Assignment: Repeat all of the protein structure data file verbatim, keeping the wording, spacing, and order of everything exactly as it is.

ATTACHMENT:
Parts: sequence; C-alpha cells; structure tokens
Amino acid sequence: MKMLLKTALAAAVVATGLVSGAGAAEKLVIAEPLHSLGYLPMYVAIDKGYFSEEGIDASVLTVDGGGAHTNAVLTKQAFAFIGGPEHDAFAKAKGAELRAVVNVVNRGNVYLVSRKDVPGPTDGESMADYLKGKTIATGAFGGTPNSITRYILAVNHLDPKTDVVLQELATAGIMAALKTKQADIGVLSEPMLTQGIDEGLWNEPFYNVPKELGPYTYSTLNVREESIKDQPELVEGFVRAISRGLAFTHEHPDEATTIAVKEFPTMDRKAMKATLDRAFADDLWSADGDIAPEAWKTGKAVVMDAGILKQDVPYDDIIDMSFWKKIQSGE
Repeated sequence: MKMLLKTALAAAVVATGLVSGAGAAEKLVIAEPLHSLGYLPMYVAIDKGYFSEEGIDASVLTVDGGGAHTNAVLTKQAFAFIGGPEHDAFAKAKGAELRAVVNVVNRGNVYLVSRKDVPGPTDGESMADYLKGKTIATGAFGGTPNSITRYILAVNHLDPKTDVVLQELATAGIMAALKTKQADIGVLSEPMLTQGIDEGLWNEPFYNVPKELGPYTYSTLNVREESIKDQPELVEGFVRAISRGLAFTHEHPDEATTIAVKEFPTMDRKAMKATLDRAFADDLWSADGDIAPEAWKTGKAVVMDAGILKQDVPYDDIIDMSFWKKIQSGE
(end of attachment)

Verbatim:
Parts: sequence; C-alpha cells; structure tokens
Amino acid sequence: MKMLLKTALAAAVVATGLVSGAGAAEKLVIAEPLHSLGYLPMYVAIDKGYFSEEGIDASVLTVDGGGAHTNAVLTKQAFAFIGGPEHDAFAKAKGAELRAVVNVVNRGNVYLVSRKDVPGPTDGESMADYLKGKTIATGAFGGTPNSITRYILAVNHLDPKTDVVLQELATAGIMAALKTKQADIGVLSEPMLTQGIDEGLWNEPFYNVPKELGPYTYSTLNVREESIKDQPELVEGFVRAISRGLAFTHEHPDEATTIAVKEFPTMDRKAMKATLDRAFADDLWSADGDIAPEAWKTGKAVVMDAGILKQDVPYDDIIDMSFWKKIQSGE
Repeated sequence: MKMLLKTALAAAVVATGLVSGAGAAEKLVIAEPLHSLGYLPMYVAIDKGYFSEEGIDASVLTVDGGGAHTNAVLTKQAFAFIGGPEHDAFAKAKGAELRAVVNVVNRGNVYLVSRKDVPGPTDGESMADYLKGKTIATGAFGGTPNSITRYILAVNHLDPKTDVVLQELATAGIMAALKTKQADIGVLSEPMLTQGIDEGLWNEPFYNVPKELGPYTYSTLNVREESIKDQPELVEGFVRAISRGLAFTHEHPDEATTIAVKEFPTMDRKAMKATLDRAFADDLWSADGDIAPEAWKTGKAVVMDAGILKQDVPYDDIIDMSFWKKIQSGE